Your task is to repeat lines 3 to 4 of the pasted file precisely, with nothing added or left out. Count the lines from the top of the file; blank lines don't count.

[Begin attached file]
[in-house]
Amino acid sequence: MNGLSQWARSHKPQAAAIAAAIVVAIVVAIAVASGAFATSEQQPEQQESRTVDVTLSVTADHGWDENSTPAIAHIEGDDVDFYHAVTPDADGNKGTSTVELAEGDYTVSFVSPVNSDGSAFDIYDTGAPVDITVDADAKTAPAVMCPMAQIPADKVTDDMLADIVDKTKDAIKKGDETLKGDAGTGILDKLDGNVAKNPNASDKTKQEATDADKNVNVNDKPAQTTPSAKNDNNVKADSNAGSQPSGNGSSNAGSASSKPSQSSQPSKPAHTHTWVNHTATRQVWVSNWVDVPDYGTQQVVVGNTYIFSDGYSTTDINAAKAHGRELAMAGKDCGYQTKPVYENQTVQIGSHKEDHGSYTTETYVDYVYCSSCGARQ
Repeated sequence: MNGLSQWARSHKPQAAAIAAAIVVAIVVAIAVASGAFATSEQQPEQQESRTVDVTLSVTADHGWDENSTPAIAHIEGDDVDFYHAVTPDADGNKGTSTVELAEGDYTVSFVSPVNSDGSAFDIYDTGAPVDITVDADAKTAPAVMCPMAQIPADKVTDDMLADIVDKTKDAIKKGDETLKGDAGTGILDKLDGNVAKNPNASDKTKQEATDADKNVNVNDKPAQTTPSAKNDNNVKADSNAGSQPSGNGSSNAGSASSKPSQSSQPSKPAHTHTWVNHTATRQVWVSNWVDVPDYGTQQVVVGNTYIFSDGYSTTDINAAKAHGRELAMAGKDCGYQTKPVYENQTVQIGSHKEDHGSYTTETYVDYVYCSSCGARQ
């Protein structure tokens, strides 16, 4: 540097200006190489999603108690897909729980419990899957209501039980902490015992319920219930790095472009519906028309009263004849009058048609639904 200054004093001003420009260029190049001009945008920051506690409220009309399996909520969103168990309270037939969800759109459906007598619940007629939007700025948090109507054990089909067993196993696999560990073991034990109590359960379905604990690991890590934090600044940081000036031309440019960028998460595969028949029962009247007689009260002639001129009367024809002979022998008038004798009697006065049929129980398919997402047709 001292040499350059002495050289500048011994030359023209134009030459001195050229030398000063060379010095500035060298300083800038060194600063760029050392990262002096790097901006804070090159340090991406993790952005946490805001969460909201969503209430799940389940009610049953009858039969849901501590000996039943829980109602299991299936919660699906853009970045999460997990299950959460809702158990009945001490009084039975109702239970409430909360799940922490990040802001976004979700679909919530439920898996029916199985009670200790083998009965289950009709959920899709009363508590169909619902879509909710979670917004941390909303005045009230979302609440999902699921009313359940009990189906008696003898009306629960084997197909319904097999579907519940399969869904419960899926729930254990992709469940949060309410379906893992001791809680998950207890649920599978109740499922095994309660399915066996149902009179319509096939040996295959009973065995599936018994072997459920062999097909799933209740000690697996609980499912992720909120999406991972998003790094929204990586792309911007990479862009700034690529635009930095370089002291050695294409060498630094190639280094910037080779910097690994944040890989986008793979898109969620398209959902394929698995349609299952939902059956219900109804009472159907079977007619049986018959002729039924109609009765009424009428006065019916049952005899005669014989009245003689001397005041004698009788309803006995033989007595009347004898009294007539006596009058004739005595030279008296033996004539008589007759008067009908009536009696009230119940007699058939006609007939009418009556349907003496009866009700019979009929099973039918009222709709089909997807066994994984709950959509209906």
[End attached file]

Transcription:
Repeated sequence: MNGLSQWARSHKPQAAAIAAAIVVAIVVAIAVASGAFATSEQQPEQQESRTVDVTLSVTADHGWDENSTPAIAHIEGDDVDFYHAVTPDADGNKGTSTVELAEGDYTVSFVSPVNSDGSAFDIYDTGAPVDITVDADAKTAPAVMCPMAQIPADKVTDDMLADIVDKTKDAIKKGDETLKGDAGTGILDKLDGNVAKNPNASDKTKQEATDADKNVNVNDKPAQTTPSAKNDNNVKADSNAGSQPSGNGSSNAGSASSKPSQSSQPSKPAHTHTWVNHTATRQVWVSNWVDVPDYGTQQVVVGNTYIFSDGYSTTDINAAKAHGRELAMAGKDCGYQTKPVYENQTVQIGSHKEDHGSYTTETYVDYVYCSSCGARQ
């Protein structure tokens, strides 16, 4: 540097200006190489999603108690897909729980419990899957209501039980902490015992319920219930790095472009519906028309009263004849009058048609639904 200054004093001003420009260029190049001009945008920051506690409220009309399996909520969103168990309270037939969800759109459906007598619940007629939007700025948090109507054990089909067993196993696999560990073991034990109590359960379905604990690991890590934090600044940081000036031309440019960028998460595969028949029962009247007689009260002639001129009367024809002979022998008038004798009697006065049929129980398919997402047709 001292040499350059002495050289500048011994030359023209134009030459001195050229030398000063060379010095500035060298300083800038060194600063760029050392990262002096790097901006804070090159340090991406993790952005946490805001969460909201969503209430799940389940009610049953009858039969849901501590000996039943829980109602299991299936919660699906853009970045999460997990299950959460809702158990009945001490009084039975109702239970409430909360799940922490990040802001976004979700679909919530439920898996029916199985009670200790083998009965289950009709959920899709009363508590169909619902879509909710979670917004941390909303005045009230979302609440999902699921009313359940009990189906008696003898009306629960084997197909319904097999579907519940399969869904419960899926729930254990992709469940949060309410379906893992001791809680998950207890649920599978109740499922095994309660399915066996149902009179319509096939040996295959009973065995599936018994072997459920062999097909799933209740000690697996609980499912992720909120999406991972998003790094929204990586792309911007990479862009700034690529635009930095370089002291050695294409060498630094190639280094910037080779910097690994944040890989986008793979898109969620398209959902394929698995349609299952939902059956219900109804009472159907079977007619049986018959002729039924109609009765009424009428006065019916049952005899005669014989009245003689001397005041004698009788309803006995033989007595009347004898009294007539006596009058004739005595030279008296033996004539008589007759008067009908009536009696009230119940007699058939006609007939009418009556349907003496009866009700019979009929099973039918009222709709089909997807066994994984709950959509209906």